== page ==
Program verification, defeasible reasoning, and two views of computer science

Minds and Machines 1 (1):97-116 (1991)
Abstract
In this paper I attempt to cast the current program verification debate within a more general perspective on the methodologies and goals of computer science. I show, first, how any method involved in demonstrating the correctness of a physically executing computer program, whether by testing or formal verification, involves reasoning that is defeasible in nature. Then, through a delineation of the senses in which programs can be run as tests, I show that the activities of testing and formal verification do not necessarily share the same goals and thus do not always constitute alternatives. The testing of a program is not always intended to demonstrate a program's correctness. Testing may seek to accept or reject nonprograms including algorithms, specifications, and hypotheses regarding phenomena. The relationship between these kinds of testing and formal verification is couched in a more fundamental relationship between two views of computer science, one properly containing the other.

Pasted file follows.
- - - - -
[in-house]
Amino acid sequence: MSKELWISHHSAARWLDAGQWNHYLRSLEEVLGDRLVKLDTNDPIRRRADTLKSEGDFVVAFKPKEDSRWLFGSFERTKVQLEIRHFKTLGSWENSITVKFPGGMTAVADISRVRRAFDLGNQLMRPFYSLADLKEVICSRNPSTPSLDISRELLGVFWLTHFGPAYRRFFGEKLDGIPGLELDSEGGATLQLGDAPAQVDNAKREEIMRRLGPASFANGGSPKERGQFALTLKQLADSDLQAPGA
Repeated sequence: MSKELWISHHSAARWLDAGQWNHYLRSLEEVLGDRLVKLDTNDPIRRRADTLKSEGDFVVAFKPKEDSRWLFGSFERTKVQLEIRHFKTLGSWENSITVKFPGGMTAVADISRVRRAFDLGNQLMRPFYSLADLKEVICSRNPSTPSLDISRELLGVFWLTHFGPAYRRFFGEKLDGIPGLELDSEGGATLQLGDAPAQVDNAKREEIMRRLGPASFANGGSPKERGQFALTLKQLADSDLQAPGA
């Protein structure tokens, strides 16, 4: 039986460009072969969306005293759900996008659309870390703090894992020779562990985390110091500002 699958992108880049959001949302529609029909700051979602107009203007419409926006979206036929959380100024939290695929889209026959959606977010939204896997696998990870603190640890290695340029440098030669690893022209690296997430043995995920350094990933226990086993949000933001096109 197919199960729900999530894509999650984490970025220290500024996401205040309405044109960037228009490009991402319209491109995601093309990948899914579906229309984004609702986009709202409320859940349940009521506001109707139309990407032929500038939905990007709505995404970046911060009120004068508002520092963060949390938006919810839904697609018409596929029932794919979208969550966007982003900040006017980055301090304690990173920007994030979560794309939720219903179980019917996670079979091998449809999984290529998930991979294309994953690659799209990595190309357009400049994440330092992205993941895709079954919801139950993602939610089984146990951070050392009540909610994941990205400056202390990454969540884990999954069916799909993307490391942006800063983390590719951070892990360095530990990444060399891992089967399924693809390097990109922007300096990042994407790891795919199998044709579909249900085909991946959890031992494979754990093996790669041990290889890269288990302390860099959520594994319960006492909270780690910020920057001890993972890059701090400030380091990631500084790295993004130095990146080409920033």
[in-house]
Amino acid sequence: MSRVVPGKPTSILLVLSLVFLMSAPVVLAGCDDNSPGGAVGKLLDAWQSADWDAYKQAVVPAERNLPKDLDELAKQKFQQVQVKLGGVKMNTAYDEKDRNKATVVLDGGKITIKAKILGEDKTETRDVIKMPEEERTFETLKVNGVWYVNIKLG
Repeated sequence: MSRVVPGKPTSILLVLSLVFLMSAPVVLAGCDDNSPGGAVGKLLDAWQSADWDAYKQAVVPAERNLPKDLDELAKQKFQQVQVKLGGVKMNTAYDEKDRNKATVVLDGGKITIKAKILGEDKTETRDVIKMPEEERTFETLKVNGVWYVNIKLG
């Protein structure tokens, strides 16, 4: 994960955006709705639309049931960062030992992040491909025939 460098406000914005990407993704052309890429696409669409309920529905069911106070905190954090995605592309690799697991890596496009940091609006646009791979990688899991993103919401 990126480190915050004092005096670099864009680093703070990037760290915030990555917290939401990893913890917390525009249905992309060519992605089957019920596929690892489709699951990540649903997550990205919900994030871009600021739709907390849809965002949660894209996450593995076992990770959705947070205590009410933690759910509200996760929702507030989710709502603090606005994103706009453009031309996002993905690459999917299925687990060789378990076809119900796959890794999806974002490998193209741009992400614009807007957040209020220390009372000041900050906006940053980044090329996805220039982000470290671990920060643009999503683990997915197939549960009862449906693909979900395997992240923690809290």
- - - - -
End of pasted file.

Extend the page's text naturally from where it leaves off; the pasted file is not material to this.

Keywords Program verification  program testing  defeasible reasoning  philosophy of computer science
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